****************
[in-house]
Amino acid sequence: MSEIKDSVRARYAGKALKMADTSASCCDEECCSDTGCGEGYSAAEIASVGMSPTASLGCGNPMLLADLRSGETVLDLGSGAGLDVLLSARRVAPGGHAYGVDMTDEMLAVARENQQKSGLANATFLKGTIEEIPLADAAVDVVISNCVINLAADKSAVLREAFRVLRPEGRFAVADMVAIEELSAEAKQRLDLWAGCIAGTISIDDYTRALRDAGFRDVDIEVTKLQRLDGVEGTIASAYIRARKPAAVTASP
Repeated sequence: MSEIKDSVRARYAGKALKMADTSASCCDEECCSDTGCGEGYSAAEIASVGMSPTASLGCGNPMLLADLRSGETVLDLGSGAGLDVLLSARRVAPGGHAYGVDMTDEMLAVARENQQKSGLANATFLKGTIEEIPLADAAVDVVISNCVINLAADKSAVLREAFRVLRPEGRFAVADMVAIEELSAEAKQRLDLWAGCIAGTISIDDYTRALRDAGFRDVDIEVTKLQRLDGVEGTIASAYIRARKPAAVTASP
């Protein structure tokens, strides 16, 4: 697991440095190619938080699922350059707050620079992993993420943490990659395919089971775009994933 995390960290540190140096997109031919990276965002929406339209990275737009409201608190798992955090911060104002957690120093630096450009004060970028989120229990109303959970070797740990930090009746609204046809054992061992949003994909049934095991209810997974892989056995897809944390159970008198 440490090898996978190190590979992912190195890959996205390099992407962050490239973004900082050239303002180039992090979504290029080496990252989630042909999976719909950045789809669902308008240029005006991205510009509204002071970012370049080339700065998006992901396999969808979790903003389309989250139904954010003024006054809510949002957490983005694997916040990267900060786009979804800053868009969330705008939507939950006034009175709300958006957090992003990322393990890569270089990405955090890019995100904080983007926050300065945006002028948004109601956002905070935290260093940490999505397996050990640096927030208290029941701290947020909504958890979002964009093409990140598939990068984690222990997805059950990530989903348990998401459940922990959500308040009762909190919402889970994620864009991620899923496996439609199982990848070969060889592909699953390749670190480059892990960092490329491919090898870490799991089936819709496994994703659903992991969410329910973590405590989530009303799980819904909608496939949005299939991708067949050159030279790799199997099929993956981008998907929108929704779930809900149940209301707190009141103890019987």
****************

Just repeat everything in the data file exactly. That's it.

[in-house]
Amino acid sequence: MSEIKDSVRARYAGKALKMADTSASCCDEECCSDTGCGEGYSAAEIASVGMSPTASLGCGNPMLLADLRSGETVLDLGSGAGLDVLLSARRVAPGGHAYGVDMTDEMLAVARENQQKSGLANATFLKGTIEEIPLADAAVDVVISNCVINLAADKSAVLREAFRVLRPEGRFAVADMVAIEELSAEAKQRLDLWAGCIAGTISIDDYTRALRDAGFRDVDIEVTKLQRLDGVEGTIASAYIRARKPAAVTASP
Repeated sequence: MSEIKDSVRARYAGKALKMADTSASCCDEECCSDTGCGEGYSAAEIASVGMSPTASLGCGNPMLLADLRSGETVLDLGSGAGLDVLLSARRVAPGGHAYGVDMTDEMLAVARENQQKSGLANATFLKGTIEEIPLADAAVDVVISNCVINLAADKSAVLREAFRVLRPEGRFAVADMVAIEELSAEAKQRLDLWAGCIAGTISIDDYTRALRDAGFRDVDIEVTKLQRLDGVEGTIASAYIRARKPAAVTASP
């Protein structure tokens, strides 16, 4: 697991440095190619938080699922350059707050620079992993993420943490990659395919089971775009994933 995390960290540190140096997109031919990276965002929406339209990275737009409201608190798992955090911060104002957690120093630096450009004060970028989120229990109303959970070797740990930090009746609204046809054992061992949003994909049934095991209810997974892989056995897809944390159970008198 440490090898996978190190590979992912190195890959996205390099992407962050490239973004900082050239303002180039992090979504290029080496990252989630042909999976719909950045789809669902308008240029005006991205510009509204002071970012370049080339700065998006992901396999969808979790903003389309989250139904954010003024006054809510949002957490983005694997916040990267900060786009979804800053868009969330705008939507939950006034009175709300958006957090992003990322393990890569270089990405955090890019995100904080983007926050300065945006002028948004109601956002905070935290260093940490999505397996050990640096927030208290029941701290947020909504958890979002964009093409990140598939990068984690222990997805059950990530989903348990998401459940922990959500308040009762909190919402889970994620864009991620899923496996439609199982990848070969060889592909699953390749670190480059892990960092490329491919090898870490799991089936819709496994994703659903992991969410329910973590405590989530009303799980819904909608496939949005299939991708067949050159030279790799199997099929993956981008998907929108929704779930809900149940209301707190009141103890019987």